Trauma and violence have become the global school curriculum

 

Paballo Seane, 19, was buried recently: “Paballo Seane, 19, a Grade 12 pupil at Cefups Academy, which is on a farm 11km outside Nelspruit, died in hospital over a week ago after allegedly being sjambokked by a teacher. She was buried on Saturday in her home town, Bloemfontein, in the Free State.”

Since Paballo Seane died, or was killed, former students of the Cefups Academy have reported their memories of sjamboks as a fairly regular “pedagogical tool.” Parents are threatening to take their children out of the school, and Mpumalanga Premier David Mabuza has said if corporal punishment was used, the academy will be closed.

Will it be closed?

This is not the first time Cefups Academy has run into precisely this trouble. In 1999, Simon Mkhatshwa, the school’s founder, was convicted for sjambokking a teacher.

South Africa’s Deputy Minister of Higher Education Mduduzi Manana, a graduate of Cefups Academy, describes Simon Mkhatshwa as a “typical traditional man who believed that what must happen at school was teaching and learning and nothing else”.

Is the sjambok teaching, learning, or nothing else?

The violence done to Paballo Seane in school by a staff member is no anomaly, neither in South Africa nor around the world.

Across the United States, schools use so-called seclusion rooms, which are solitary confinement cells. Teachers are not supposed to use the rooms for punishment, but they do regularly. More often than not, the children believe that their punishment was not apt and normal, because teachers are fair and just. And so they don’t tell their parents. Not surprisingly, the majority of children are living with disabilities.

Suffer little children, and forbid them not, to come unto me: for of such is the kingdom of heaven? No longer.

And in India, in the state of Madhya Pradesh, the State Commission for Protection of Child Rights “has written to state government to make it mandatory for teachers to sign an undertaking against torture to students.” This is due to a spike over the last two years in complaints of torture of students by school staff.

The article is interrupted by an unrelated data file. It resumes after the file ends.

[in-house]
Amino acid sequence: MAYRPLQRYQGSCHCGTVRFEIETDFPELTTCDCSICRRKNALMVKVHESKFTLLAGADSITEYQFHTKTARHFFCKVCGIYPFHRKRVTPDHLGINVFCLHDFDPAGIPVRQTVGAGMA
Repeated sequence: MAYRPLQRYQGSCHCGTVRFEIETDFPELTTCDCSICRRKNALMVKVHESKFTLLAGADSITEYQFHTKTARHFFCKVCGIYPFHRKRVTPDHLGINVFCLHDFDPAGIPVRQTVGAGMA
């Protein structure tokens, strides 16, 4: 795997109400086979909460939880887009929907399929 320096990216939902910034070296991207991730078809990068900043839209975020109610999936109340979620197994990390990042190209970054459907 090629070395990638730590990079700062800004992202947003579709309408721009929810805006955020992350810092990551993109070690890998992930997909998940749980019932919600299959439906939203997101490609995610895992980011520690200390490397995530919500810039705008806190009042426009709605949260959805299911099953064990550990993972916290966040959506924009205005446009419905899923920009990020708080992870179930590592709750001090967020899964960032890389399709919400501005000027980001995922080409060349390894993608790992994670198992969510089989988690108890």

Teachers need to sign a document that says they will not “undertake” the torture of students?

The gender dynamic of staff violence has yet to be studied conclusively. What is known is that the experience is traumatic, hurts deeply and lasts forever. Trauma and violence have become the global curriculum.

Last week, Kathleen Dey, of Rape Crisis Cape Town Trust, urged South Africans not to use Women’s Day, August 9, as an alibi for hiding from precisely violence against women. This week, on August 12, the world `celebrated’ International Youth Day. Think of that, and think of Paballo Seane dying under the lash of a sjambok. Think of the girls across South Africa, the United States, India and around the world who suffer violence in the one place that is meant to help precisely girls advance in this world and the next: school. Remember Paballo Seane and all the girls, and then do something.

 

(This is part of a collaboration between Rape Crisis Cape Town Trust and Women In and Beyond the Global. The original, very different version can be found here. Thanks to Kathleen Dey and all the staff and volunteers at Rape Crisis Cape Town Trust for their great and urgent work.)

(Photo Credit: Lowvelder)

About Dan Moshenberg

Dan Moshenberg is an organizer educator who has worked with various social movements in the United States and South Africa. Find him on Twitter at @danwibg.